Sean Hannity, Donald Trump (Jeff Malet, maletphoto.com/Reuters/Brendan McDermid/Photo montage by Salon)

Donald Trump slams Mueller probe as “an attempted government takeover" during Hannity interview

Trump claims FBI officials probing alleged collusion between his 2016 campaign and Russia “committed treason”


Shira Tarlo
March 28, 2019 4:02PM (UTC)

In a lengthy and wide-ranging interview with Fox News host Sean Hannity, President Donald Trump praised Attorney General William Barr, refused to rule out pardoning indicted campaign aides, criticized the Green New Deal and applauded Fox News for its coverage throughout special counsel Robert Mueller's investigation into Russian interference in the 2016 election, which he slammed as "an attempted government takeover."

Trump called into Hannity's show Wednesday night and talked for 45 minutes with the host, who acts as his informal adviser, in his first one-on-one interview since Mueller announced the completion of his investigation last week into whether the president's 2016 campaign colluded with Russia to influence the outcome of the election. The president spent most of the interview disparaging the special counsel's investigation. He ripped the FBI as "dirty cops," former FBI director James Comey as "a terrible guy," and former CIA director John Brennan as a "sick person."

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Trump's victory lap comes several days after his attorney general submitted a four-page summary of Mueller's report to Congress, in which he indicated the special counsel had not found evidence to prove criminal collusion between members of the Trump campaign and Russia during the 2016 election cycle. Barr also wrote that Mueller did not reach a conclusion on whether the president had obstructed justice, although he noted the special counsel's decision to punt on whether Trump had done so "leaves it to the Attorney General to determine." Trump celebrated Barr's letter, claiming it was "total and complete exoneration."

In his interview with Hannity, Trump heaped praise on Barr, who will ultimately decide how much of Mueller's report will be made public, calling him "a great gentleman" and saying "had he been there initially, this all wouldn't have happened."

Barr is not required by the regulations governing the special counsel to notify Congress of more than "brief notifications, with an outline of the actions and the reasons for them." His four-page overview of Mueller's report dealt a blow to Democrats, who had hoped the special counsel's account of his wide-ranging two-year probe into the president's campaign and foreign election interference would bolster their wide-ranging investigations into Trump and his business dealings.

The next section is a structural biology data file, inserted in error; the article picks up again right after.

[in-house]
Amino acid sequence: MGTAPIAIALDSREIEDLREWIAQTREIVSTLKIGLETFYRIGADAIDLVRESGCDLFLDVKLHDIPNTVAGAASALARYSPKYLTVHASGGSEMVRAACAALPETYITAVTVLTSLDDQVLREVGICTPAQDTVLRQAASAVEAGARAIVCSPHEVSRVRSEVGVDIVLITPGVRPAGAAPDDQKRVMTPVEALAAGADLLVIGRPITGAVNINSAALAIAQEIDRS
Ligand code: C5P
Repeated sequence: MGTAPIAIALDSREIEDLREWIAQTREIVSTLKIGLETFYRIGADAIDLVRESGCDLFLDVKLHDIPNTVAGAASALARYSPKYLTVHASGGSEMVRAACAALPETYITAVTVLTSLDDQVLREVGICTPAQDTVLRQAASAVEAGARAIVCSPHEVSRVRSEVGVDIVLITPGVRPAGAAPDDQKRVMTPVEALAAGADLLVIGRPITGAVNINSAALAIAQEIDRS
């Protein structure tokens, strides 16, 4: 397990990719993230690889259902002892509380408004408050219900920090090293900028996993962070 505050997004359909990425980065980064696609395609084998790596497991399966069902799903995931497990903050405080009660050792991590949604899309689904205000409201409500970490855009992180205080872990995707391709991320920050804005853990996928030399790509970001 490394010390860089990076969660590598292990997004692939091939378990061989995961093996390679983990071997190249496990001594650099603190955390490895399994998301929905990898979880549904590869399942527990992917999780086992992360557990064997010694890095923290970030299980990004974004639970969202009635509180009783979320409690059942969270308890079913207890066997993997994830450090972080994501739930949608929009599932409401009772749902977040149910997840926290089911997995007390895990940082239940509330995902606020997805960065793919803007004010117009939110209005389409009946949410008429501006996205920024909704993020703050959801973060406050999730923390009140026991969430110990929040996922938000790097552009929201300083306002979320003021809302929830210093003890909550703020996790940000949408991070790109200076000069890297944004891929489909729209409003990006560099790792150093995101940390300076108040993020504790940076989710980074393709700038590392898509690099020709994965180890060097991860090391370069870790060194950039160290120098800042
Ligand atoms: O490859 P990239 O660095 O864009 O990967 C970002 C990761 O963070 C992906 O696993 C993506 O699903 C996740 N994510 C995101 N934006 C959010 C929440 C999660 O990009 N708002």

It remains unclear what other findings Barr will release, although he has previously pledged to make as many of Mueller's findings public as possible. The attorney general is working with Mueller to determine what information from his report can be released publicly — although anything short of Mueller's complete and unredacted report, along with the underlying evidence and materials, is unlikely to be enough for Democrats, who have vowed to subpoena Mueller and Barr if needed to push for full disclosure. Barr plans to issue a public version of Mueller's report within "weeks – not months," a Justice Department official said Tuesday.

Hannity asked Trump on Wednesday whether he would extend his pardon power to former national security adviser Michael Flynn and former campaign aide George Papadopoulos, who were charged with crimes in Mueller's probe. Early in the investigation, Trump reportedly asked aides about his ability to pardon those implicated in the probe, including his family members, and asserted his "absolute right to PARDON myself."

"Many, many people were in­cred­ibly hurt by this whole scam," Trump told the Fox News host. "I don’t want to talk about pardons now, but I can say it's so sad on so many levels."

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During his politically-fraught investigation, Mueller charged 37 people and secured guilty pleas from six Trump associates or advisers, including former campaign chairman Paul Manafortformer deputy campaign manager Rick Gatesformer Trump attorney Michael Cohenformer Trump adviser Roger Stone, Flynn and and Papadopoulos.